The board revisited discussion on a bell tower proposed by a California alum. The individual, a member of the class of 1975, inquired about donating the bell tower after seeing a tradition at a Kansas school where students would ring the bell on the first day of their freshman year and when they graduate. The board tabled the discussion last month to acquire more information.
The board vocalized concerns over the proposed location for the 20-foot tower and its purpose.
Board member Brandy Brockes said funding could be used more wisely. She also said she was concerned about the maintenance costs for a bell tower.
"I wish that amount of money could be used for something more useful in the school," she said. "... That's a large amount that could be put toward a program."
Superintendent Daniel Williams said he would not be in favor of creating a tradition for the bell.
"I would let that (a tradition) play out on its own," he said.
The board again tabled discussion on the bell tower to get more information and to see if the donor would be willing to compromise on design and location.
The board also revisited the idea of adding girls soccer at California schools. The primary concern about adding a girls soccer program is a lack of interest and participation. But, the cost is also a challenge.
Some board members were concerned the addition of a new program might place other activities already struggling with finding participants, such as track, further in the red.
Williams said a limited number of conference schools offering girls soccer might mean California would face larger competitors, such as schools in Columbia or Jefferson City. Only four Tri-County Conference schools offer girls soccer -- Blair Oaks, Southern Boone, Boonville and Osage.
He added creating more opportunities for students to get involved outside the classroom can help them in the classroom.
"I appreciate ... having a robust offering (of activities) to our students," Williams said. "Students being engaged in co-curricular and extracurricular activities definitely leads to more instructional success."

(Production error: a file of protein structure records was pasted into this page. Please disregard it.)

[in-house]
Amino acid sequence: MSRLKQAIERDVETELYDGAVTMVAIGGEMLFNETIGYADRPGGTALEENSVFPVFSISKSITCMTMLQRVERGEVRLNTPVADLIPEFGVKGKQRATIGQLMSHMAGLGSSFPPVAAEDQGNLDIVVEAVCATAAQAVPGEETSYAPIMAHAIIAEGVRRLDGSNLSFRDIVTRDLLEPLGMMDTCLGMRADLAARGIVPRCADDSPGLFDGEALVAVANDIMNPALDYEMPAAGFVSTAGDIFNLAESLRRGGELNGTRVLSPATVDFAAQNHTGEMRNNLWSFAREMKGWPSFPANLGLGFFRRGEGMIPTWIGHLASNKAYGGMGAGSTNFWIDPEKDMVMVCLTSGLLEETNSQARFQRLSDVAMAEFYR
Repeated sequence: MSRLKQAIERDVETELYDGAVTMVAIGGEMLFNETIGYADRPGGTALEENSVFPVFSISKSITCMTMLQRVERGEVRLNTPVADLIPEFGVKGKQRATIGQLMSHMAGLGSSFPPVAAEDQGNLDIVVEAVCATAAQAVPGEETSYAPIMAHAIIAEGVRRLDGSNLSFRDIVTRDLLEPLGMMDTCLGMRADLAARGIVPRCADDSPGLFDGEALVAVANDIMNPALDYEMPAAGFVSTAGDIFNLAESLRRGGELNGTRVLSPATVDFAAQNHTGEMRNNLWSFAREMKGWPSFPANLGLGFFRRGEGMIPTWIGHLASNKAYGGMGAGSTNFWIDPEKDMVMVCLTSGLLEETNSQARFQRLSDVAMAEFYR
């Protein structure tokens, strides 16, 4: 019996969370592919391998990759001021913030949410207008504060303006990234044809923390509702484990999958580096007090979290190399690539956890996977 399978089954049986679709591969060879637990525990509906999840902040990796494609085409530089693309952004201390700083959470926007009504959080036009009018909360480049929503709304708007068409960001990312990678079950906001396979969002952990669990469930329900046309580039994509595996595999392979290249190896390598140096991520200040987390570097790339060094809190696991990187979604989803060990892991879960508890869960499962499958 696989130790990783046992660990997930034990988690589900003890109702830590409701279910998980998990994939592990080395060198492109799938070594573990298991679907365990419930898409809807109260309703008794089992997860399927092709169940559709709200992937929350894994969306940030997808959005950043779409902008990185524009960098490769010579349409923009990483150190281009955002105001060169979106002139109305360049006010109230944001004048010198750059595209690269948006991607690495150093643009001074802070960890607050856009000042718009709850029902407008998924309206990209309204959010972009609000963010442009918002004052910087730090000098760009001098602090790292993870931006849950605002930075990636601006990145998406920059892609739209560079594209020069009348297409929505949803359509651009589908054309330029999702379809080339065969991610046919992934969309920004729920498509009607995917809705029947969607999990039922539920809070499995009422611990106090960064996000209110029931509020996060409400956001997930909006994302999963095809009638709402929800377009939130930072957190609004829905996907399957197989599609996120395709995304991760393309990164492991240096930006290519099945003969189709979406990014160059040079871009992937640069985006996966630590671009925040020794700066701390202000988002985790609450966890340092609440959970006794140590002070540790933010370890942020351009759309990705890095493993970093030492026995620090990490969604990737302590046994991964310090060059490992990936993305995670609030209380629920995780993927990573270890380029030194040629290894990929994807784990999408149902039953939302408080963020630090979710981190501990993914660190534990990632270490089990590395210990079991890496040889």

Despite the desire to create another option for students, high school activities Director Bobby Sangster said there's more to the issue than just creating a new sport.
"When you start a program, you want to make sure you do it right," he said. "And you want to make sure you check the boxes because of how challenging it is, not only for the students, but the coaches and what they're faced with."
The board also discussed starting a girls soccer program with just a junior varsity team, but some members were concerned a junior varsity team could diminish interest with older students. However, a JV team would allow the district to ease into the sport.
"It is a different animal competing at the varsity level than it is playing club ball, playing JV ball, playing youth ball," Sangster said. "I would be very hesitant to put our coaches and our athletes in that situation."
The board agreed to gauge interest from students with a survey.
Board President Derek VanLoo congratulated winners of the Moniteau County Fair Youth Art Show. Forty-nine California R-1 students received awards at the fair, including 23 California High School students.
The board also:
• Approved the resignation of Beth Admire, a former cook at the high school.
• Approved the consent agenda, including: payment of bills for August, payroll, a list of certified and non-certified substitutes, Parents as Teachers agreements, and more.
• Approved the July 20 and 25 meeting minutes.
• Approved the $200,000 prepayment of 2019 Series bonds.
• Scheduled a time for a facility walk-through and budget workshop for board members.
• Approved the 2021-22 annual Secretary of the Board Report.
•Discussed health savings account contributions, facility usage fees (no change) and building access cards.
The board adjourned into a closed session at 9:50 p.m. The next board meeting is scheduled for 6 p.m. Sept. 21 in the high school media center.